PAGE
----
“If it were made, we expect this misguided wall would be opposed by Republicans as well as Democrats,” said Jay Tilton, a spokesman for Sen. Patrick Leahy (Vt), the top Democrat on the Senate Appropriations Committee.

A White House spokesperson did not respond to a request for comment.

The battle over the wall could also be pushed until later in the year if lawmakers pass a short-term continuing resolution that would put government funding on autopilot through December. That scenario is viewed as increasingly likely despite opposition from some Republicans. 

Despite broad support in the GOP for increased border security, not everyone thinks the emphasis should be on building a wall.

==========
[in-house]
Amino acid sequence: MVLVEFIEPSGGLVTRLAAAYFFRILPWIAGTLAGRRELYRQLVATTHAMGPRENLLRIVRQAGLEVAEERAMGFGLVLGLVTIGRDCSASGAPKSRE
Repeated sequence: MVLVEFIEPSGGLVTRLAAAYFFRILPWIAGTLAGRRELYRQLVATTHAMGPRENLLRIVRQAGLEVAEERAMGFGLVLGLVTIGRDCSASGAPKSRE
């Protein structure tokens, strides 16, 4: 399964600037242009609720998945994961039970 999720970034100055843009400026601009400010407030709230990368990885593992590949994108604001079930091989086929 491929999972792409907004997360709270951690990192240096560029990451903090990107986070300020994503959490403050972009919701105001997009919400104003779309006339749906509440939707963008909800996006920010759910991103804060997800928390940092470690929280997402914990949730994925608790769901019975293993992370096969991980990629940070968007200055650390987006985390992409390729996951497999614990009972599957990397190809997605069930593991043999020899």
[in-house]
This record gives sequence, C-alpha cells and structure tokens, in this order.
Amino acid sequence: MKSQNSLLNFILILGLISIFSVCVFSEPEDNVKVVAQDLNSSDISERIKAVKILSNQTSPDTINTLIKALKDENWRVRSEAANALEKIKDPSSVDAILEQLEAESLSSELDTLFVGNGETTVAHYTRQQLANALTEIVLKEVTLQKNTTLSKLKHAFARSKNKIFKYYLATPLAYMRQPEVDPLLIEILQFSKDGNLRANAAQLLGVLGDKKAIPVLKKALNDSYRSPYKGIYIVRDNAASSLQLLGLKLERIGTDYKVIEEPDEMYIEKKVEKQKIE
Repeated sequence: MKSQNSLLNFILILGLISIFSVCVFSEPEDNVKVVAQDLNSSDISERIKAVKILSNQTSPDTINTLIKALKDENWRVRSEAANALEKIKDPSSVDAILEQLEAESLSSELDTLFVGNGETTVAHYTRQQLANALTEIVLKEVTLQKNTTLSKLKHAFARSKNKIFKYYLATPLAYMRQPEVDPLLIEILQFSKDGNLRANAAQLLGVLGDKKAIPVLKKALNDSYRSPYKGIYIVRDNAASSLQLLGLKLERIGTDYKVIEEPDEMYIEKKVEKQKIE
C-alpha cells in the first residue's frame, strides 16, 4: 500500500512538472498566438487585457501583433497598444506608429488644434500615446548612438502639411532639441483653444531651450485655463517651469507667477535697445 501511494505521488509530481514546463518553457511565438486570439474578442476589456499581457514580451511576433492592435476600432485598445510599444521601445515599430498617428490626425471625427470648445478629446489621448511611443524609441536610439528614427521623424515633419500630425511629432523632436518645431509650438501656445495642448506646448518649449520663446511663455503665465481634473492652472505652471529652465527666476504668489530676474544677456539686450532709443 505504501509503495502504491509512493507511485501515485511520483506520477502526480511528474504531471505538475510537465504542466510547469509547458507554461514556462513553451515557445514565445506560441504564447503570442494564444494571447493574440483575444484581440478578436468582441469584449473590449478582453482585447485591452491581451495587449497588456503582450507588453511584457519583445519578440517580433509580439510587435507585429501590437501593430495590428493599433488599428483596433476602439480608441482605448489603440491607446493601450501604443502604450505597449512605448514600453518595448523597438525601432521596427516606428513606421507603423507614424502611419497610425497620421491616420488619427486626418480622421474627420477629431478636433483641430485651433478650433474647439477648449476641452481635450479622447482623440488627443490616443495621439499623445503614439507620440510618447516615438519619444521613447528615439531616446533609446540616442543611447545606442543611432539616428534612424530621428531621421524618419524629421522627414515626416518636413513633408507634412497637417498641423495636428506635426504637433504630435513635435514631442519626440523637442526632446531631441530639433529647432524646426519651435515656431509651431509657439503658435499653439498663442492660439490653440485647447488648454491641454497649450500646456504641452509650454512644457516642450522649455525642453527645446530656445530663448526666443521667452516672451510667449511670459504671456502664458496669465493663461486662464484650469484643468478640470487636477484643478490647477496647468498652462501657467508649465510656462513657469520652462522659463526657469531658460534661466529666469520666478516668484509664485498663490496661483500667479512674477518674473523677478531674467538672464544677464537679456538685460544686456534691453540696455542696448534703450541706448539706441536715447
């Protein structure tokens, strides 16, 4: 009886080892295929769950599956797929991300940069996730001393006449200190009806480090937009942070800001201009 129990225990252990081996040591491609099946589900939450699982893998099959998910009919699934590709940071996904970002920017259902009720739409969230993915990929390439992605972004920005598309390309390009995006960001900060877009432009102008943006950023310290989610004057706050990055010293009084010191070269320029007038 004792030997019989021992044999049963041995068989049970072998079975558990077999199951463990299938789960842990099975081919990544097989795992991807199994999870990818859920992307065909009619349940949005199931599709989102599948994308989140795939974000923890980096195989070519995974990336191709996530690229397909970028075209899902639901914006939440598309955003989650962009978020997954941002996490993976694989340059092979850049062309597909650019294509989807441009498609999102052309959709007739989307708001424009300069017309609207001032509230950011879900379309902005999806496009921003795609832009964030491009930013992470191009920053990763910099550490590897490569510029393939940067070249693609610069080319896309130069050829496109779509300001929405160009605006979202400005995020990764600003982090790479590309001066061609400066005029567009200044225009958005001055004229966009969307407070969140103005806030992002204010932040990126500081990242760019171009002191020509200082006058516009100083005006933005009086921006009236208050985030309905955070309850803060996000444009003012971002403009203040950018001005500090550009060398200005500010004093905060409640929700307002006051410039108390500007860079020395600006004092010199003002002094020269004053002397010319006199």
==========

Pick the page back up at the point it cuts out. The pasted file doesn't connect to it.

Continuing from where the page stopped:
Top lawmakers in the upper chamber, including Senate Majority Whip John Cornyn (R-Texas), are backing a years-long border security plan that would instead pay for fencing and increased technology.

The legislation — which pairs a crackdown on illegal immigration with increased border security — would cost $15 billion over four years. 

Asked about a potential shutdown fight over the border wall and if Republicans could say they made good on their promise to secure the border without the money, Cornyn told reporters that he didn’t “want to put the cart ahead of the horse.” Still, he said, “the funding should come following a plan, not the other way around.”

“What we’re trying to do here is take that fight off the table, talk about a comprehensive plan that will actually work and accomplish the goals that the president has set out,” Cornyn said.